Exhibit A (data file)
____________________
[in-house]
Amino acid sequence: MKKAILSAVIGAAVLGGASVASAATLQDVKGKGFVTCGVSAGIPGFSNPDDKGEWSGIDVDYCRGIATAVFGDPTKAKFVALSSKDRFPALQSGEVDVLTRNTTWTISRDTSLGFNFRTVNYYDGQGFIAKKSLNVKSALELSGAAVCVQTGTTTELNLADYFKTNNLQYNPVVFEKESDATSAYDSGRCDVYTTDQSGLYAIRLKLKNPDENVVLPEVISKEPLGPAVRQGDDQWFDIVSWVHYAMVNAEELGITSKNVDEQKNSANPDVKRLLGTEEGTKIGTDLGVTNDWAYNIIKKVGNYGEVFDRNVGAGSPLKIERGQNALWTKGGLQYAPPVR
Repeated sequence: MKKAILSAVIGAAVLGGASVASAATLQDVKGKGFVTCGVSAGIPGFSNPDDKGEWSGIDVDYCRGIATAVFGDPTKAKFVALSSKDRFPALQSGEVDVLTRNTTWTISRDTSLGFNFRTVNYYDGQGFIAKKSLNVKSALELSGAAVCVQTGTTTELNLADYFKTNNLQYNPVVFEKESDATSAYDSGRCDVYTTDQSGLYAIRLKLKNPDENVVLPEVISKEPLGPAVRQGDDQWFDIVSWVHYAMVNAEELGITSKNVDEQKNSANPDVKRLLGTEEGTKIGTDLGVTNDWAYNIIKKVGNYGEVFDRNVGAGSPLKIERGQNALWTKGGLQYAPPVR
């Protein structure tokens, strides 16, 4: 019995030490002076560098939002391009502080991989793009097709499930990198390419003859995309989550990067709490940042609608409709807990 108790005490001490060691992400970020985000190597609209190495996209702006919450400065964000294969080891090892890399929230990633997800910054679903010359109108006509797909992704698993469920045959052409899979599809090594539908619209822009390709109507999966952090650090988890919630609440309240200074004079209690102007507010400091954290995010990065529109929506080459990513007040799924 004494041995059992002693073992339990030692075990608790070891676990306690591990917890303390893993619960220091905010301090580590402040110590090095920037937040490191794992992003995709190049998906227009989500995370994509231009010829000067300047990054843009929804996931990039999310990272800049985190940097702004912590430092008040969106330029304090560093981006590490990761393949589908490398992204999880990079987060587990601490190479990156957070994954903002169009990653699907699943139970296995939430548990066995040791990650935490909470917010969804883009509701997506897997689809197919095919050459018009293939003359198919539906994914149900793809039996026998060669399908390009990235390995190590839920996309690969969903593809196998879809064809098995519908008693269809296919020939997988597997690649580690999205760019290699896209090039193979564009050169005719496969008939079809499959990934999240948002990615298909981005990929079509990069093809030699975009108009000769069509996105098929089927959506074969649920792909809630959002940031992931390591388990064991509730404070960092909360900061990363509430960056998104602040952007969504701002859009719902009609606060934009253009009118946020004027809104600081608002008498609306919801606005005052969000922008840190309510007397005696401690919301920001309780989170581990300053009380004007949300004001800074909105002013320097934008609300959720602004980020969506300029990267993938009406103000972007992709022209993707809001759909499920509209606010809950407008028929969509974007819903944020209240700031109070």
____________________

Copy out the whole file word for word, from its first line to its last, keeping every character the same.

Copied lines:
[in-house]
Amino acid sequence: MKKAILSAVIGAAVLGGASVASAATLQDVKGKGFVTCGVSAGIPGFSNPDDKGEWSGIDVDYCRGIATAVFGDPTKAKFVALSSKDRFPALQSGEVDVLTRNTTWTISRDTSLGFNFRTVNYYDGQGFIAKKSLNVKSALELSGAAVCVQTGTTTELNLADYFKTNNLQYNPVVFEKESDATSAYDSGRCDVYTTDQSGLYAIRLKLKNPDENVVLPEVISKEPLGPAVRQGDDQWFDIVSWVHYAMVNAEELGITSKNVDEQKNSANPDVKRLLGTEEGTKIGTDLGVTNDWAYNIIKKVGNYGEVFDRNVGAGSPLKIERGQNALWTKGGLQYAPPVR
Repeated sequence: MKKAILSAVIGAAVLGGASVASAATLQDVKGKGFVTCGVSAGIPGFSNPDDKGEWSGIDVDYCRGIATAVFGDPTKAKFVALSSKDRFPALQSGEVDVLTRNTTWTISRDTSLGFNFRTVNYYDGQGFIAKKSLNVKSALELSGAAVCVQTGTTTELNLADYFKTNNLQYNPVVFEKESDATSAYDSGRCDVYTTDQSGLYAIRLKLKNPDENVVLPEVISKEPLGPAVRQGDDQWFDIVSWVHYAMVNAEELGITSKNVDEQKNSANPDVKRLLGTEEGTKIGTDLGVTNDWAYNIIKKVGNYGEVFDRNVGAGSPLKIERGQNALWTKGGLQYAPPVR
């Protein structure tokens, strides 16, 4: 019995030490002076560098939002391009502080991989793009097709499930990198390419003859995309989550990067709490940042609608409709807990 108790005490001490060691992400970020985000190597609209190495996209702006919450400065964000294969080891090892890399929230990633997800910054679903010359109108006509797909992704698993469920045959052409899979599809090594539908619209822009390709109507999966952090650090988890919630609440309240200074004079209690102007507010400091954290995010990065529109929506080459990513007040799924 004494041995059992002693073992339990030692075990608790070891676990306690591990917890303390893993619960220091905010301090580590402040110590090095920037937040490191794992992003995709190049998906227009989500995370994509231009010829000067300047990054843009929804996931990039999310990272800049985190940097702004912590430092008040969106330029304090560093981006590490990761393949589908490398992204999880990079987060587990601490190479990156957070994954903002169009990653699907699943139970296995939430548990066995040791990650935490909470917010969804883009509701997506897997689809197919095919050459018009293939003359198919539906994914149900793809039996026998060669399908390009990235390995190590839920996309690969969903593809196998879809064809098995519908008693269809296919020939997988597997690649580690999205760019290699896209090039193979564009050169005719496969008939079809499959990934999240948002990615298909981005990929079509990069093809030699975009108009000769069509996105098929089927959506074969649920792909809630959002940031992931390591388990064991509730404070960092909360900061990363509430960056998104602040952007969504701002859009719902009609606060934009253009009118946020004027809104600081608002008498609306919801606005005052969000922008840190309510007397005696401690919301920001309780989170581990300053009380004007949300004001800074909105002013320097934008609300959720602004980020969506300029990267993938009406103000972007992709022209993707809001759909499920509209606010809950407008028929969509974007819903944020209240700031109070």